Most natural geographic features or phenomena are capable of being represented by parks, but judging them all worthy of park representation oversteps the traditional concept of parks as places for public enjoyment. In America's National Parks and Their Keepers (Resources for the Future, 1984), Ronald A. Foresta faulted the natural history component of the National Park System Plan for relying on purely scientific criteria and ignoring the scenic or human appeal factor. "This comes close to abandoning the idea of a park altogether," he observed. "Perhaps some representative of exposed Silurian rock face should be preserved on a federally owned site. . . . There is no reason for such a site to be called a park, however, or for it to be part of the National Park System unless it has more to recommend it than pure representativeness."

At bottom, much of the controversy over what should be added to the system over the years has stemmed from different perceptions of what the system should be. Purists in and outside the NPS deplored the acquisition of such natural parks as Shenandoah, which had been cut over and existed in a less-than-primeval state. They and others who equated the system with natural preservation saw the influx of historical areas in the 1930s as diffusing its identity. Both natural and historical park partisans did not all welcome the parkways, the reservoir-based areas, and others added less for intrinsic resource quality than for recreational use. Some of these additions, typified by Gateway and Golden Gate, tended to be disproportionately demanding of funds and personnel—another reason for critics to begrudge them.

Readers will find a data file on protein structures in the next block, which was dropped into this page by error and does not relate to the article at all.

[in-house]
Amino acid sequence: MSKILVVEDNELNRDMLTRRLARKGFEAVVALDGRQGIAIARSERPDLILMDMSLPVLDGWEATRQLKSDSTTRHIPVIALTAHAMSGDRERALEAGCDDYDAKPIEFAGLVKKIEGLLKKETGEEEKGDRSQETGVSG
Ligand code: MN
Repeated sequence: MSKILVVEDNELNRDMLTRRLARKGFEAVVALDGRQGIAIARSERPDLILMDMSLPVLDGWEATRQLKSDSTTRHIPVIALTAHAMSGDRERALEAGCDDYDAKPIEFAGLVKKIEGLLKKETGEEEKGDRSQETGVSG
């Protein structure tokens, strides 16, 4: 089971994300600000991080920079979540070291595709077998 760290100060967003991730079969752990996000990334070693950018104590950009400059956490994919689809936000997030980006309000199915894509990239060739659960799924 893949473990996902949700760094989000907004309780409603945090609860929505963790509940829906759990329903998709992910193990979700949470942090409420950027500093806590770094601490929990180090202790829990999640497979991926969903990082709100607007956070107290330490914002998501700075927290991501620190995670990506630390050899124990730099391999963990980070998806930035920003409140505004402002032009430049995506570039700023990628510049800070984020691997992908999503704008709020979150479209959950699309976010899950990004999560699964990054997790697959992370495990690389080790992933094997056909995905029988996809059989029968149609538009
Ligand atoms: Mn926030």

Today's system, it is fair to say, is both more and less than it might be. That it has edged into certain areas of essentially state and local concern was perhaps inevitable, evolving as it did over decades when the federal government enlarged its role in virtually every sphere. That its quality has sometimes been compromised was surely inevitable, given the public and political involvement in its evolution befitting a democratic society. That it incompletely and unevenly represents the nation's cultural and natural heritage has much to do with the physical nature and recreational—in the broad sense—purpose of parks.

All things considered, the wonder is not that the system has fallen short of the ideals set for it, but that it has come so close to them. In it are a remarkable array of the nation's greatest natural and historic places and recreational areas of outstanding attraction. Not every park is a Yellowstone, not every historic site boasts an Independence Hall. But nearly all have resources and values that make them something special—even nationally significant. With good reason, the National Park System is among America's proudest and best-loved creations.


Last Modified: Tues, Mar 14 2000 07:08:48 am PDT